• Get his/her clothes a little messy. For instance, a cute boy’s doll vest that’s off one arm and hanging is a great “haunted doll” look. A girl doll in a sweet sundress that’s tattered and a bit dirty is definitely high on the creepiness scale. One item missing can be the perfect touch, i.e. one missing patent leather shoe or one pants leg torn off.
  • In my example, the doll arrived without clothes (an ebay bargain). I felt the contrast between the stuffed and sewn body and the plastic limbs gave the doll an older feel, adding to the haunted effect, so I left her undressed.
  • If your doll’s hair is dyed into the plastic or painted on, paint over it in dramatic black. Use a flat rather than a glossy paint. After the paint has dried, chip it here and there with a fingernail.
  • Remove some of the hair if it’s sewn in. Take a chunk out of one side or rip the hairline back a quarter inch. This effect is extremely spooky. Or go the opposite route and make the hair super-cute – the weird contrast amps up the horror factor. In my example, I put my doll’s frizzy locks into two little-girl ponytails.
  • If you’ll be removing any limbs from your doll, do so now, before painting and altering the rest of the doll. Keep the body part as you can use it later if you wish.

Head and Face Tips

  • Roll the eyes back in the head if you can. (Not all eyes will roll without force and some are painted on.) Or poke one out. Eew! …and awesome.

    "Suturing" of the mouth using shadowing. Photo: craftastrophe.net
    “Suturing” of the mouth using shadowing. Photo: craftastrophe.net
  • Another option is the “possessed eye”: using acrylics, paint the entire iris and conjunctiva in white or very light gray.
  • It’s all about the paleness. Using acrylics, paint your doll’s body light gray or white get a ghastly effect. For a mottled appearance, dot the paint lightly onto your doll’s face and limbs with a dry sponge. (In my example, I mixed very light blue with orange to get a sickly medium gray, “old porcelain”/undead pallor.) I found the paint dried very quickly, allowing me to do the front of the doll and then flip her over to paint the back without my mixed paint drying out. Don’t worry about a few streaks; they give a cracked porcelain, antiqued appearance.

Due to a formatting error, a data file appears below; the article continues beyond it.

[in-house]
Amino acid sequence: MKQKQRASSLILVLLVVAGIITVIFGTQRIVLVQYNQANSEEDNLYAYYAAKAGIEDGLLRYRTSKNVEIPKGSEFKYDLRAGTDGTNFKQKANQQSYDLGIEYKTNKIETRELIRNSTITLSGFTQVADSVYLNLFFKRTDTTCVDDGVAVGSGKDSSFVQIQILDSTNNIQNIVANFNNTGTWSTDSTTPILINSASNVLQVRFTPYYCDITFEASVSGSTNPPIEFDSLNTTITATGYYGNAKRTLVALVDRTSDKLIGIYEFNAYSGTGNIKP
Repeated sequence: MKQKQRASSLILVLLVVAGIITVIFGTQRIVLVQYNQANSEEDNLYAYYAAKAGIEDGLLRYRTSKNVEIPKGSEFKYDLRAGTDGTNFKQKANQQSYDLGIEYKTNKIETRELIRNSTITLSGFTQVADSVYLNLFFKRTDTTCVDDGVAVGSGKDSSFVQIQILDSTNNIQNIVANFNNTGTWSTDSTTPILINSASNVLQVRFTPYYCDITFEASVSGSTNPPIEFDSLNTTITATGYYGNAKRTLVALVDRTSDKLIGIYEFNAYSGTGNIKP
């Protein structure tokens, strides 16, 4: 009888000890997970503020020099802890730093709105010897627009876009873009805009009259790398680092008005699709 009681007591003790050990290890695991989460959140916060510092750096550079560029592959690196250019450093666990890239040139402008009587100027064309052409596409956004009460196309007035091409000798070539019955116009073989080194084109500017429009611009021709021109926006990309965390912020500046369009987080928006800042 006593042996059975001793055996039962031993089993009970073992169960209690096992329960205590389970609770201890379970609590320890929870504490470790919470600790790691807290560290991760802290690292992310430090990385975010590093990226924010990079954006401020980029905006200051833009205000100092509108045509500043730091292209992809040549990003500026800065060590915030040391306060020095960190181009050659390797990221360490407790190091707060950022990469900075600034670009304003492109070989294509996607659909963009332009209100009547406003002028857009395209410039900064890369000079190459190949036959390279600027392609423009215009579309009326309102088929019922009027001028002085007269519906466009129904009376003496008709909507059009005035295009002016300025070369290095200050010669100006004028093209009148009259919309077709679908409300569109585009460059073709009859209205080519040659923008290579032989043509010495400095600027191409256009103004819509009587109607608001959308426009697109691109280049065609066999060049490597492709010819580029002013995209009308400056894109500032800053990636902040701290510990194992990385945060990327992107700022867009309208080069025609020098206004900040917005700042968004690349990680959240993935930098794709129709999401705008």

• Blood red lips and/or black eyebrows will contrast with unnaturally pale skin, so keep the lips unpainted when you’re paling up the rest of your doll. Draw eyebrows on with magic marker or very thin streaks of paint, or paint just one eyebrow on.

Final Touches

  • Altered dolls are scary without any blood at all, but you’re free to add a bit of gore if you’re so inclined. Use faux blood, paint, ketchup (which dries very dark and blood-like on fabric) or red gel icing that dries. Go ahead and smear it around a bit. Smearing in the form of four fingers, as if someone bloody had grabbed the doll, is perfect.
  • If you’ll be “bloodying up” a plastic body part, make sure you’re using paint that will dry completely on plastic.
  • Add accessories if you’d like. A mini knife or similar object in the hand of a mauled baby doll is very scary (expect trick-or-treaters to back slllllllowly out of your driveway). Or have her hold an old, tarnished object, such as a broken costume necklace, in one undead hand.
  • Add touches that go with the theme of your doll or your display. For instance, make Frankenstein and the Bride of Frankenstein’s baby by drawing hatched stitch marks across your doll’s forehead. Glue small wooden painted pieces on either side of his neck. Or scrawl “help me, Mama” on a torn piece of paper and place it in her clutching fists. Paint notches across her lips to give the impression that her lips have been stitched closed by some unholy hand. (I added blue bride-of-Frankenstein streaks on both sides of my doll’s hair and added one creepy streak to each ponytail.) Your creativity is what will really make this prop special.

Enjoy making your prop – and sweet dreams. 

Possessed creeped out doll
What a cute little, uh, possessed thing you have there, sir. The author’s own creepy creation.